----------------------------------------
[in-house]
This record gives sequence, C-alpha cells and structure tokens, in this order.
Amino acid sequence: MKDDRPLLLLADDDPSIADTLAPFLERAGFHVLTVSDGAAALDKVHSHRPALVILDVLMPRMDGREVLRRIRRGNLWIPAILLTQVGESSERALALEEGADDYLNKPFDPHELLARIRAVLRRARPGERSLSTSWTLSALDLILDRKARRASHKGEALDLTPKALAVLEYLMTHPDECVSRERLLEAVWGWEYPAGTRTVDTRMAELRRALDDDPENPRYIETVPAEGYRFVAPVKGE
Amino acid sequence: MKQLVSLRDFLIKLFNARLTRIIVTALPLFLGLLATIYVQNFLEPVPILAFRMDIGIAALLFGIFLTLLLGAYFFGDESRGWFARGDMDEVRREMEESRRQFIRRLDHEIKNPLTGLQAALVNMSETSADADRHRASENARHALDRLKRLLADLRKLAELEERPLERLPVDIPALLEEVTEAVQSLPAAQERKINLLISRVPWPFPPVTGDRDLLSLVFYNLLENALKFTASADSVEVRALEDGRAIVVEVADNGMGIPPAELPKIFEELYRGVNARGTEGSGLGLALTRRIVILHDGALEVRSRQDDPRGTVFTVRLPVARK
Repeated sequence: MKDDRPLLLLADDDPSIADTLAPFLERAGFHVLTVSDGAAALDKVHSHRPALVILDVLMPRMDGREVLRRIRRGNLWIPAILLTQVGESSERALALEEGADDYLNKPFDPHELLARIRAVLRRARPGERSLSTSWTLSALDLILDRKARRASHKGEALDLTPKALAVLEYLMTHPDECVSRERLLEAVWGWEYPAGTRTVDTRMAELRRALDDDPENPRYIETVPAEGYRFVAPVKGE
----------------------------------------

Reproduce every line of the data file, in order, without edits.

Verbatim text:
[in-house]
This record gives sequence, C-alpha cells and structure tokens, in this order.
Amino acid sequence: MKDDRPLLLLADDDPSIADTLAPFLERAGFHVLTVSDGAAALDKVHSHRPALVILDVLMPRMDGREVLRRIRRGNLWIPAILLTQVGESSERALALEEGADDYLNKPFDPHELLARIRAVLRRARPGERSLSTSWTLSALDLILDRKARRASHKGEALDLTPKALAVLEYLMTHPDECVSRERLLEAVWGWEYPAGTRTVDTRMAELRRALDDDPENPRYIETVPAEGYRFVAPVKGE
Amino acid sequence: MKQLVSLRDFLIKLFNARLTRIIVTALPLFLGLLATIYVQNFLEPVPILAFRMDIGIAALLFGIFLTLLLGAYFFGDESRGWFARGDMDEVRREMEESRRQFIRRLDHEIKNPLTGLQAALVNMSETSADADRHRASENARHALDRLKRLLADLRKLAELEERPLERLPVDIPALLEEVTEAVQSLPAAQERKINLLISRVPWPFPPVTGDRDLLSLVFYNLLENALKFTASADSVEVRALEDGRAIVVEVADNGMGIPPAELPKIFEELYRGVNARGTEGSGLGLALTRRIVILHDGALEVRSRQDDPRGTVFTVRLPVARK
Repeated sequence: MKDDRPLLLLADDDPSIADTLAPFLERAGFHVLTVSDGAAALDKVHSHRPALVILDVLMPRMDGREVLRRIRRGNLWIPAILLTQVGESSERALALEEGADDYLNKPFDPHELLARIRAVLRRARPGERSLSTSWTLSALDLILDRKARRASHKGEALDLTPKALAVLEYLMTHPDECVSRERLLEAVWGWEYPAGTRTVDTRMAELRRALDDDPENPRYIETVPAEGYRFVAPVKGE